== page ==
The Changing Challenges of End-User Computing
As fragmented endpoint devices meet increasingly fragmented data, applications, services and storage, new ways of thinking about how to tie it all together are emerging.
- By Dan Kusnetzky
Working in a cloud computing environment can challenge previous notions of end-user computing (EUC) and create chaos for enterprise IT planners and administrators. There are so many permutations and combinations of computing environments, devices, OSes and applications to support, that often enterprises find themselves walking a tightrope over an abyss. Some have tried limiting support to specific devices or OSes, only to find that their end-user community rebelled. End users and customers want to choose the platforms, devices and applications themselves.
Enterprise IT simply doesn't have the funding, resources, or time to develop and execute comprehensive test plans for each and every combination of EUC environment that they now face. By the time that one environment has been completely tested, something in the stack of software and hardware changes. It might be new devices that must be tested, new versions of the OS or new applications. Once on this merry-go-round, enterprise IT wants to get off and use a "wayback machine" to take a one-way trip to the past.
If we step back from today's challenges for a moment to examine how EUC was handled in the past, it's easy to see why IT wants to stop for a breather.
In the beginning of interactive computing, nearly all of an application's components resided back on the server. End users accessed the entire computing environment using a block-mode or character-cell terminal. The UI, application logic, data management software and storage were all under the control of a single OS executing on a single server. This was called "time-sharing" because the processing time and memory of a single processor was shared among all users; and in many cases, the background batch processing, as well. This environment was fairly straightforward to manage. After all, everything resided in one place, the same OS was supporting all tasks and one set of tools could monitor and manage the entire computing environment.
Enter the PC
As PCs became economically available, applications and data started to be hosted in several places. Some applications resided completely on these new PCs, and some resided completely back in the datacenter.
Enterprise applications continued to reside on a server in the enterprise datacenter, and end users accessed these applications through a terminal. More advanced users installed terminal emulators on their PCs so that they could use applications such as word processing locally and still access enterprise applications executing on the server via a terminal emulator.
Enterprise IT was still able to deal with enterprise applications using a single set of tools, and could monitor the entire computing environment fairly easily. They often didn't consider the applications and data residing on the PCs as being their responsibility.
Over time, as PCs became more powerful, smaller, and less costly, enterprise applications were increasingly accessed using PCs and more and more enterprise data was hosted on remote PCs. Many of these PCs had become "luggable," and thus could be used in places other than enterprise offices. This meant that enterprise applications were being accessed from enterprise offices as before, but something new data was added. End users were accessing enterprise applications and data from hotels, airports and customers' offices.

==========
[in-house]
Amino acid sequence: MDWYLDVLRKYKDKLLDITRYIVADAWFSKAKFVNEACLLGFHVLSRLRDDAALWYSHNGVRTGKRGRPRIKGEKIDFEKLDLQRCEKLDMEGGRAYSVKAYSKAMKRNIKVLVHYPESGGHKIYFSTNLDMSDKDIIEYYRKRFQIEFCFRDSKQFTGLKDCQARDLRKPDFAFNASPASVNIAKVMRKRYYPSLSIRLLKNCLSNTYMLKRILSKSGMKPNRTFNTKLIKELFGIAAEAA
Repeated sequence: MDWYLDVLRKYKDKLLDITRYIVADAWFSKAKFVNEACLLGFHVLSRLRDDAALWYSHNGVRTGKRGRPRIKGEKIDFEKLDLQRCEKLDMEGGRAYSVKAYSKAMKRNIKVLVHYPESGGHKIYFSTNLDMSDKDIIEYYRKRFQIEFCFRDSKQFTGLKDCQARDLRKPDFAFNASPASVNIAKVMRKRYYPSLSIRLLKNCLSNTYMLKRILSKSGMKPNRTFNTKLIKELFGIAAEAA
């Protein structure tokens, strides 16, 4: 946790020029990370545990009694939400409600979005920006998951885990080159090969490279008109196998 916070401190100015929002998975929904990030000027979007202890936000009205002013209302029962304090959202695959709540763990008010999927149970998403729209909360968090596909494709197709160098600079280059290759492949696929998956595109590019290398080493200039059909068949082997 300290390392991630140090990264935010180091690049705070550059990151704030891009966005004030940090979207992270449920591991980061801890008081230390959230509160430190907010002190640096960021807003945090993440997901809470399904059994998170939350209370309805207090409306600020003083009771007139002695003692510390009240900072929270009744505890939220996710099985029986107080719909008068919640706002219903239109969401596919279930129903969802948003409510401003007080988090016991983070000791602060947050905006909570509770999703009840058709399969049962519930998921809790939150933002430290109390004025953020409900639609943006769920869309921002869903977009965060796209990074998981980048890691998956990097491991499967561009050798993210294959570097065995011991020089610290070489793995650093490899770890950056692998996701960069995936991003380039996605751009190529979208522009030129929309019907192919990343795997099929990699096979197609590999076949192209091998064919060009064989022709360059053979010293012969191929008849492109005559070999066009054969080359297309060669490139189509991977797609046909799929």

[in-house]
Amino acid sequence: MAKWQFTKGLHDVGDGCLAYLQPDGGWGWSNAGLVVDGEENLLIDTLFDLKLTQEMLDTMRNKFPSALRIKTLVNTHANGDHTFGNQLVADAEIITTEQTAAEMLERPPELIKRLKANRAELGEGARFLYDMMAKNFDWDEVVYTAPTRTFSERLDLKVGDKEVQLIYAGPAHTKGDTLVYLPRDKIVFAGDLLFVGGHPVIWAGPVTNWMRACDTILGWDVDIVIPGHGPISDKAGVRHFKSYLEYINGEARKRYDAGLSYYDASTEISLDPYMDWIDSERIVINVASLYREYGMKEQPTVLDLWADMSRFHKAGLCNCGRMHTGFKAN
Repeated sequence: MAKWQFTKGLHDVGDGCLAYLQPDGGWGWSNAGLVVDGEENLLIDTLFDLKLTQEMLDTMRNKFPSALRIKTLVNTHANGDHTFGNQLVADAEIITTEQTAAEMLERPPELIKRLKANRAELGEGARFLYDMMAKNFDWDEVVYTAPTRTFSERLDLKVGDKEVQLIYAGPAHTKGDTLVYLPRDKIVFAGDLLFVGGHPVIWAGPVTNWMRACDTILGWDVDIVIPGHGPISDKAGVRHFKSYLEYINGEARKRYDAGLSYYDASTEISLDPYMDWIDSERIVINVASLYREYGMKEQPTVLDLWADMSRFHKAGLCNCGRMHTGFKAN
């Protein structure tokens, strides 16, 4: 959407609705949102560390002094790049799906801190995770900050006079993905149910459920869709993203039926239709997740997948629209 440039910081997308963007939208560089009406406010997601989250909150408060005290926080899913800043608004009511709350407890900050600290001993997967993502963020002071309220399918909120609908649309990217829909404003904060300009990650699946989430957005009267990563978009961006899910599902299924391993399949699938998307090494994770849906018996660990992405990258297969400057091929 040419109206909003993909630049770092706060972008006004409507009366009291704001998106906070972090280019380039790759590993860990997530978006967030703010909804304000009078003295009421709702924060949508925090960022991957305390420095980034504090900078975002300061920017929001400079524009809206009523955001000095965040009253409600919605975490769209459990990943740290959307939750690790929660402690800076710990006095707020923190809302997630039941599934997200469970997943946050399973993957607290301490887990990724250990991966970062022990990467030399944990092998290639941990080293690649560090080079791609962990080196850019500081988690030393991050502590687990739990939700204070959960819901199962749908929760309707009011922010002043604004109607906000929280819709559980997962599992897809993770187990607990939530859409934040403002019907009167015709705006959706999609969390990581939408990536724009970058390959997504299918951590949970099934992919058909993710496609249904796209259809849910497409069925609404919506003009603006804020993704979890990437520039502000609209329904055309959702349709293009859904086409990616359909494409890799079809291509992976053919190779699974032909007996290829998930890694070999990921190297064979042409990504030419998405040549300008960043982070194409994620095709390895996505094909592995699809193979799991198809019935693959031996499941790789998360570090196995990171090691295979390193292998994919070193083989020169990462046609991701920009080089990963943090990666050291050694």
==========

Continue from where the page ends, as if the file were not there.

Enterprise IT found it increasingly difficult to monitor where and how critical applications and data were being used, and who was using them; enterprise security became a greater concern as a result.
Distributed Computing and Disaggregation
As PCs and their laptop cousins became more powerful and less costly, end users started using them to support more and more applications.
Enterprise IT developers saw that there was a positive side to this transition, in that the enterprise applications could be segmented. Part of the application could be hosted on the remote PCs, and the remainder could stay back in the datacenter. They liked this because PC computing was less costly than server computing, and also because the expensive servers could be used to support more end users.
At first, only the UI moved to the PCs. Later, the UI and part of the application processing moved. Still later, the UI and the majority of the application moved out to live next to the end users.
As networks became faster and less costly, some IT developers segmented applications more finely. The UI and some application logic remained out by the end user, but now, what was executing on the server could be segmented and portions of the work hosted on smaller, less-expensive (but still fast) PC servers.
The back-end processing might have been segmented so that application components, such as credit-card processing, managing customer data and other important functions could each be hosted on their own PC server, close to the EUC community being supported, while the back-end mainframe continued to host enterprise batch operations and databases. Today we describe this as "moving the processing to the edge."
Enterprise IT liked the increased processing power that could be applied to a task, but soon complained that they were now supporting end-user devices, departmental and business unit servers, and enterprise servers. Each of these devices were likely to be using a different OS, different programming languages and have its own tools to monitor and manage the work they were doing.
The industry started to hear pundits telling enterprises that increased complexity would increase overall costs and offer greater opportunities for human or machine error to disrupt enterprise processing; they suggested that IT planners consider other ways to develop and deploy enterprise applications.
Complexity Reigns Supreme